Fermented drinks are all the rage, turning up in health food stores and trendy supermarkets. Some, like kombucha and kefir, come with all sorts of health claims. Others, like naturally fermented sodas, are simply supposed to taste good. But these fermented drinks can be pricey ($20 for a bottle of coconut water kefir), and some of them taste more funky than fabulous.

So what’s the big draw, and are the benefits worth the price and effort? Here’s the scoop on five popular fermented beverages, including what to know about making them at home.


Aficionados call this slightly carbonated, sweet-yet-sour drink the “elixir of life.” Kombucha is made by fermenting sweetened black tea with a pancake-like colony of yeasts and bacteria often referred to as the "Kombucha mushroom" or as “SCOBY,” short for “symbiotic culture of bacteria and yeast.”

What can it do for you? That’s not exactly clear. Kombucha samples analyzed by researchers from Ireland’s University College Cork contained several types of beneficial Lactobacillus bacteria. This “friendly” family of “good bugs” is thought to promote good digestive health and lower the risk for digestion problems including traveler’s diarrhea and diarrhea caused by antibiotic use.

Related: 5 Common Antibiotic Mistakes

But in a 2014 review of kombucha research, scientists from India’s National Institute of Technology concluded that there’s “no evidence published to date on the biological activities of kombucha in human trials.” There’s no science to back claims that it might help prevent cancer or heart disease, bolster liver function or strengthen the immune system, according to the Mayo Clinic.

What to know about making it yourself:

Never use ceramic or lead crystal containers for kombucha. The Centers for Disease Control and Prevention warns that acids in fermenting kombucha can leach lead and other toxins from these materials.

Follow directions carefully. Makers of kombucha bacteria and yeast starters suggest you toss the batch and the “SCOBY” if you see any signs of mold growing on the SCOBY or in the fermenting tea. Homebrewed kombucha may also be contaminated with harmful bacteria, warn the American Cancer Society (ACS) and experts from Memorial Sloan-Kettering Cancer Center. The Mayo Clinic notes on its website that “Kombucha tea is often brewed in homes under nonsterile conditions, making contamination likely.”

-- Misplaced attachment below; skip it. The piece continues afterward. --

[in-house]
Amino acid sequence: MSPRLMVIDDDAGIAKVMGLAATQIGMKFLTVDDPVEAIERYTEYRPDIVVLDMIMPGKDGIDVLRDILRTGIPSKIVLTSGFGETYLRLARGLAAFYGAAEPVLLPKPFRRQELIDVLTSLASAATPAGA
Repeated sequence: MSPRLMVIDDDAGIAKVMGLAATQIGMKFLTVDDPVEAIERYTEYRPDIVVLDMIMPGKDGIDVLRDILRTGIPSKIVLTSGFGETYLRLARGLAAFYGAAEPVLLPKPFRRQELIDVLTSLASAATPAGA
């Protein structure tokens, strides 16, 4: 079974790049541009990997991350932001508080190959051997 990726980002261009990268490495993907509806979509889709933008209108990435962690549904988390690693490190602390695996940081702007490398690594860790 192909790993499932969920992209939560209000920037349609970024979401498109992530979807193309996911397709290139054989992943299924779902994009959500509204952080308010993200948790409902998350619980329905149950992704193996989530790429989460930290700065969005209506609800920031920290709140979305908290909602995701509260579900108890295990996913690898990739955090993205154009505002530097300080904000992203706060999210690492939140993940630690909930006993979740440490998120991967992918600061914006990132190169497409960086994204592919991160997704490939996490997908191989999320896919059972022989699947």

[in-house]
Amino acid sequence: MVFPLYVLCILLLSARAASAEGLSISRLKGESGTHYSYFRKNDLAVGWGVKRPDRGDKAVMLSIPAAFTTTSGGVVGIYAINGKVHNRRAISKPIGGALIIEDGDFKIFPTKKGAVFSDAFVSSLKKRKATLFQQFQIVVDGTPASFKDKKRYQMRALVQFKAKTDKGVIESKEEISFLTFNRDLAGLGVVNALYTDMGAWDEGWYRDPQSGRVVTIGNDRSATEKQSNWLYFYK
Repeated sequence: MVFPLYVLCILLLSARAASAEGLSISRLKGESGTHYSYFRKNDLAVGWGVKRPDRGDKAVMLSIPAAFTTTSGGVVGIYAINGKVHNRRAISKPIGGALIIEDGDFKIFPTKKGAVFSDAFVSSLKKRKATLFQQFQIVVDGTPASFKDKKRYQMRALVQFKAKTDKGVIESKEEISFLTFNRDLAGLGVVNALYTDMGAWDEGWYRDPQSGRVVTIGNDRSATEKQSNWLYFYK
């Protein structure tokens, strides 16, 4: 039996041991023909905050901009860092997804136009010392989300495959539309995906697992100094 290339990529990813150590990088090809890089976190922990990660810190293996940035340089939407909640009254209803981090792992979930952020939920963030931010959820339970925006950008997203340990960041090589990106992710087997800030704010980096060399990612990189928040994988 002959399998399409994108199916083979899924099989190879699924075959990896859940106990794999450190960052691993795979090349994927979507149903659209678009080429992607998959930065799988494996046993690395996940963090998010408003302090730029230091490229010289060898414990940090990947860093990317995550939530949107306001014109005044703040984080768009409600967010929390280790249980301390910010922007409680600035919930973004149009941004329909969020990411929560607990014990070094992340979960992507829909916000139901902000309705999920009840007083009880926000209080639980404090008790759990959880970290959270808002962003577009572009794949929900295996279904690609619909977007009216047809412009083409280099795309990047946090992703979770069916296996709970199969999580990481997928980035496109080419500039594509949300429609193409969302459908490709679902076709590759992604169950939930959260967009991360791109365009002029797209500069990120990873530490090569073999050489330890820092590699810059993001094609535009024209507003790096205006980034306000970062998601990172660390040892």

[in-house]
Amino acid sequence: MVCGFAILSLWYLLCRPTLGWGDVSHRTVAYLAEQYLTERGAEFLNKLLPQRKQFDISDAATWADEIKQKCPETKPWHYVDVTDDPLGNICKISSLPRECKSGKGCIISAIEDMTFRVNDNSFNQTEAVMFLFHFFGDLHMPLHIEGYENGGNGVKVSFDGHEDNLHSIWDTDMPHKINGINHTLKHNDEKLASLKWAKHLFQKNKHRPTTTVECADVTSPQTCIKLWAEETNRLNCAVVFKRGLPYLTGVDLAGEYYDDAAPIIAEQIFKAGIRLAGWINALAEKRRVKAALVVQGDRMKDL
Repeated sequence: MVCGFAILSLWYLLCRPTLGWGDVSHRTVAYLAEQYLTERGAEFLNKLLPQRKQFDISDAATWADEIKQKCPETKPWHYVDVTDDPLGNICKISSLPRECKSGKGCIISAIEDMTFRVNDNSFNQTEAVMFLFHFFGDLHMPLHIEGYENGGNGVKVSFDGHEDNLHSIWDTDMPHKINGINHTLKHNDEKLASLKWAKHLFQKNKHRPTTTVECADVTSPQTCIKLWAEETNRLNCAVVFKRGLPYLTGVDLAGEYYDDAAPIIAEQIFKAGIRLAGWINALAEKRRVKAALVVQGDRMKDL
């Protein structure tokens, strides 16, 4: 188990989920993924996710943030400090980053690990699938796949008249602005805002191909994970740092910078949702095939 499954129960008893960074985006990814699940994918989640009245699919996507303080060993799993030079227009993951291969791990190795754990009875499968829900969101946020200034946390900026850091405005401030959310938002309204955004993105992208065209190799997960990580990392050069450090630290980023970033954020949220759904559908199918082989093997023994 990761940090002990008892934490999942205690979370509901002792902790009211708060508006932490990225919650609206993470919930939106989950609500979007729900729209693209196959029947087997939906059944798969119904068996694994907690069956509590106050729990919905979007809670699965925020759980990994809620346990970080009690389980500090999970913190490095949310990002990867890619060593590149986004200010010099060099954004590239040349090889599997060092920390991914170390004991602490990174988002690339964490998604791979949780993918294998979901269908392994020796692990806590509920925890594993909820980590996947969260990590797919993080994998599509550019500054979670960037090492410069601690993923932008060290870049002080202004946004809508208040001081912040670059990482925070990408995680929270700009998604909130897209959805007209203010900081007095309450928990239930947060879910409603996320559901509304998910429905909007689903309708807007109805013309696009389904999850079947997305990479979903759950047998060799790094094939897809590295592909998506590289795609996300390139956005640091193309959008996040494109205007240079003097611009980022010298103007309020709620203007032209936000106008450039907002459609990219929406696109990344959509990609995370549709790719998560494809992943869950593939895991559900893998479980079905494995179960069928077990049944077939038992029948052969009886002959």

Because of this risk, skip kombucha if you’re pregnant, breastfeeding or have a weakened immune system, according to the ACS.


Kefir is similar to yogurt but is produced by fermenting milk with lactobacillus bacteria as well as yeast. The final product is tart, like buttermilk. Traditional kefir is fizzy and contains a little alcohol, which is usually removed from commercial versions sold in supermarkets and health food stores.

Related: 5 Tasty Ways to Eat More Yogurt

Health claims abound for this ancient, fermented dairy drink, touted online (and by tradition) as a beverage with the power to “help with” everything from herpes and allergies to tuberculosis, cancer and intestinal problems. According to the Academy of Nutrition and Dietetics, “evidence for these uses is largely anecdotal.”

While some of the health claims may be overblown, kefir does contain a wide variety of beneficial bacteria, including several strains of Lactobacillus, according to a Bulgarian Academy of Sciences analysis.

In a 2011 study published in the Journal of Medicinal Foods, kefir seemed to help people who were taking antibiotics to eradicate the stomach-ulcer-causing bacterium Helicobacter pylori. In the group that drank kefir twice a day, the infection was wiped out for 75 percent of the people. In the group that drank a non-kefir beverage, the infection was wiped out for just 50 percent of the people.

Kefir has another potential benefit: People with lactose intolerance seem to be able to digest it without discomfort, bloating or excess gassiness, according to a small Ohio State University study.